Many do not perceive smoking as a very harmful habit as compared to drug and alcohol abuse, but in reality, it is one of the leading causes of death in the UK and worldwide. According to a 2009 research, about 21% of adults in the UK are smoking, with about 104,000 reported deaths due to diseases related to smoking.
Smoking and Premiums
Obviously, smoking does increase your risk for getting diseases and dying, which is why when shopping for life insurance, you can expect to get higher premiums than of those who do not smoke. Smoking is associated with a number of major diseases such as diabetes, cancer, stroke, and other heart conditions. Additionally, if your life insurance cover comes with a terminal illness benefit, you increase the chances of acquiring one of the illnesses in the package, thus giving way to the rise of premiums.
Age, as we all know, is also one of the major factors that affect the cost of premiums. The older a person is during the time of the insurance purchase, the higher the premiums will be, again due to the risk of dying. On the same note, a 50-year old smoker will have to suffer higher rates of premium increase than a 30-year old smoker as compared to non-smoking buyers in the same age groups.
Most insurance providers categorise smokers into five groups based on the type of product they use:
- Smoke pipes
- Nicotine patches
Even though people who use nicotine patches are trying to quit smoking, insurance providers still consider them as smokers because of the exposure and addiction to nicotine. Unfortunately for occasional smokers, the policy only inquires if you have smoked within the last 12 months, so you typically won’t be considered any less of a risk than someone who smokes two packs a day.
Lying on Your Application
The surge in premiums can make it quite tempting to lie on your insurance application regarding your smoking habits, but we strongly advise you against it. Insurance providers conduct medical history checks very carefully, and if you’ve been found to be lying during the underwriting process, you may be charged with much higher claims. If your lie has been found out after the contract has been signed, the amount of your death benefit may be reduced or you may have to pay the premium difference between a smoker and non-smoker. Lastly, if your lie has been found out after your death, there goes the bigger problem. While your beneficiaries may still be able to make a claim if you died in an accident, the insurance provider can reduce the claim amount or reject it altogether if you died because of smoking-related illness.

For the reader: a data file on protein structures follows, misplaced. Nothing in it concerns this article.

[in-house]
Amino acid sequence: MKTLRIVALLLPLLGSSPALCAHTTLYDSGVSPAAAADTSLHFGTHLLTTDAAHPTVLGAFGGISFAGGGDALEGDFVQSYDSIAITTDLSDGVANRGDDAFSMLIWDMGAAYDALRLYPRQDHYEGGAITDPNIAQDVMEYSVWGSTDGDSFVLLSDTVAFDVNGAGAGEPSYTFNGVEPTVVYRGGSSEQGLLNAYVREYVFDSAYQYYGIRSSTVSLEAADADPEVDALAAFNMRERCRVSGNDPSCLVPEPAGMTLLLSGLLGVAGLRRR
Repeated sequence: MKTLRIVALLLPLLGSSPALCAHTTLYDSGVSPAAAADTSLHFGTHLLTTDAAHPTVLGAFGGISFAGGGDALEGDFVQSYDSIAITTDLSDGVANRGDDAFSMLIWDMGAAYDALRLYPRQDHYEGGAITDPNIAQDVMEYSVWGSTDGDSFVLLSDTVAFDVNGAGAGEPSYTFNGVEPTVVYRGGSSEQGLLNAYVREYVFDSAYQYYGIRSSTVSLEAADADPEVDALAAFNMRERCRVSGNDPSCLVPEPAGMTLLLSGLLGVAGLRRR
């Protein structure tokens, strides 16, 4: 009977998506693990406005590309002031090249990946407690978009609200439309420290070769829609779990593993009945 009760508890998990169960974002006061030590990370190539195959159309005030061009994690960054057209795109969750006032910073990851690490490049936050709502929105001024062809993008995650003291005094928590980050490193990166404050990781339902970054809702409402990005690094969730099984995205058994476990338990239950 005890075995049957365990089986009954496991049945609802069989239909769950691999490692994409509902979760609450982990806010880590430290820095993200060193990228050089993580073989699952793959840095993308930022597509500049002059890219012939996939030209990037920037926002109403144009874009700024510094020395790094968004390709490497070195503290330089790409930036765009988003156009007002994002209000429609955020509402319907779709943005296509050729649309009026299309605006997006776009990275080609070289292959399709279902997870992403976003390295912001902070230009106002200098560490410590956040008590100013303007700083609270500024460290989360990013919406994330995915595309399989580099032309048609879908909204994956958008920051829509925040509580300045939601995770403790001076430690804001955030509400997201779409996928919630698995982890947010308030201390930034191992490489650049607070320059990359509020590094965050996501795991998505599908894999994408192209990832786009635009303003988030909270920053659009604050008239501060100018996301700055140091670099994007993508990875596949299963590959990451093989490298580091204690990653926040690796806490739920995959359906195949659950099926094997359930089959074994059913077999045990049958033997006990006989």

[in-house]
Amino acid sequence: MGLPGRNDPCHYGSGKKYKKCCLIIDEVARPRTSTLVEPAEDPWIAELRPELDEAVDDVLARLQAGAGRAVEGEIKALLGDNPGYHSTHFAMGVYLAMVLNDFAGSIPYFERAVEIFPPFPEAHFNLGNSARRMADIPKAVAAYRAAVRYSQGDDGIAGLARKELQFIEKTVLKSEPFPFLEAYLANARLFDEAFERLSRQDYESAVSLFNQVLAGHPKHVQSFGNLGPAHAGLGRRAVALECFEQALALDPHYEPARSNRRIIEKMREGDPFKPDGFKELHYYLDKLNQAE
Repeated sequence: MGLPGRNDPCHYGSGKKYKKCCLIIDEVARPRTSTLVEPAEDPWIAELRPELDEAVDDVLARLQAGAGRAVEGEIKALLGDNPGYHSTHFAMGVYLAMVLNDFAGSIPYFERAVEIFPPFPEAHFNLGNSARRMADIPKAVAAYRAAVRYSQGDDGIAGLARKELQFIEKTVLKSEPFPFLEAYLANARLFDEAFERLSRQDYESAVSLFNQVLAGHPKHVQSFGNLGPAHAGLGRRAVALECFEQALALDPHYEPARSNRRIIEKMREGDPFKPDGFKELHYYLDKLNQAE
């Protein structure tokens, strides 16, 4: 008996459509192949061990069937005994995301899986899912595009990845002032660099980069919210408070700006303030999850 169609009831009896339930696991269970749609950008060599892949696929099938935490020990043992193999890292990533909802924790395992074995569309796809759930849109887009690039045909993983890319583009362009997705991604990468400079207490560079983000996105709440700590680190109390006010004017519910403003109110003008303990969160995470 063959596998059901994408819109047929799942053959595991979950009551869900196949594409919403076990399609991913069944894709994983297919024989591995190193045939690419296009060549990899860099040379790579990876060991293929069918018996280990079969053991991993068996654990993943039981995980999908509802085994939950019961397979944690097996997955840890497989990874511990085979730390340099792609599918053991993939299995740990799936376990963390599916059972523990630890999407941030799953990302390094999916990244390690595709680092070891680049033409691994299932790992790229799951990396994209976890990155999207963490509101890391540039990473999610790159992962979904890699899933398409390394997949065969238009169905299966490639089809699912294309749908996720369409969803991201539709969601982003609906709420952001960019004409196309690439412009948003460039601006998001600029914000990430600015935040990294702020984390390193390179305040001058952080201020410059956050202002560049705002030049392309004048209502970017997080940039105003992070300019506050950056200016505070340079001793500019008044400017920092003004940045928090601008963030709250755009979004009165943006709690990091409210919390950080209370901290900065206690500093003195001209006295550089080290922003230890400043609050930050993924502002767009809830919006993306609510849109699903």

Meanwhile, while it is unlikely that you start smoking at a later age, the insurance provider has no right to deny a claim if you only started smoking after a policy has been signed.
Abstinence for 12 Months
A much better alternative to lying is abstaining from smoking for at least 12 months before applying for life insurance. Chest X-rays, urine tests, and other exams may be carried out to be sure that you haven’t smoked within that period. It is very important to be honest during your application because these providers take the underwriting process very seriously.